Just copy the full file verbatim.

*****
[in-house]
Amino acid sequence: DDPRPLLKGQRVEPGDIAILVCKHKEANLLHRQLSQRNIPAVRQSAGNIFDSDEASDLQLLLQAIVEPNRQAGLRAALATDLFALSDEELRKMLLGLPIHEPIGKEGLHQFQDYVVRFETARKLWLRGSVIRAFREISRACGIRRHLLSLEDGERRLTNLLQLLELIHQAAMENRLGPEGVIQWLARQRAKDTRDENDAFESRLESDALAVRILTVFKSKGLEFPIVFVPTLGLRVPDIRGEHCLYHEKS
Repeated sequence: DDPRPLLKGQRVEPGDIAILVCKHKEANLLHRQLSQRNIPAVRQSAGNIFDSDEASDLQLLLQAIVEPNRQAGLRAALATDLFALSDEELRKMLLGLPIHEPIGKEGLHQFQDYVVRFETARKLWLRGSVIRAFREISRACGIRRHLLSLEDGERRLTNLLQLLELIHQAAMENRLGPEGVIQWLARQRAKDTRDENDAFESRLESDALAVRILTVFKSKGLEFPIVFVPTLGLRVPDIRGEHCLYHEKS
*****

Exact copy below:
[in-house]
Amino acid sequence: DDPRPLLKGQRVEPGDIAILVCKHKEANLLHRQLSQRNIPAVRQSAGNIFDSDEASDLQLLLQAIVEPNRQAGLRAALATDLFALSDEELRKMLLGLPIHEPIGKEGLHQFQDYVVRFETARKLWLRGSVIRAFREISRACGIRRHLLSLEDGERRLTNLLQLLELIHQAAMENRLGPEGVIQWLARQRAKDTRDENDAFESRLESDALAVRILTVFKSKGLEFPIVFVPTLGLRVPDIRGEHCLYHEKS
Repeated sequence: DDPRPLLKGQRVEPGDIAILVCKHKEANLLHRQLSQRNIPAVRQSAGNIFDSDEASDLQLLLQAIVEPNRQAGLRAALATDLFALSDEELRKMLLGLPIHEPIGKEGLHQFQDYVVRFETARKLWLRGSVIRAFREISRACGIRRHLLSLEDGERRLTNLLQLLELIHQAAMENRLGPEGVIQWLARQRAKDTRDENDAFESRLESDALAVRILTVFKSKGLEFPIVFVPTLGLRVPDIRGEHCLYHEKS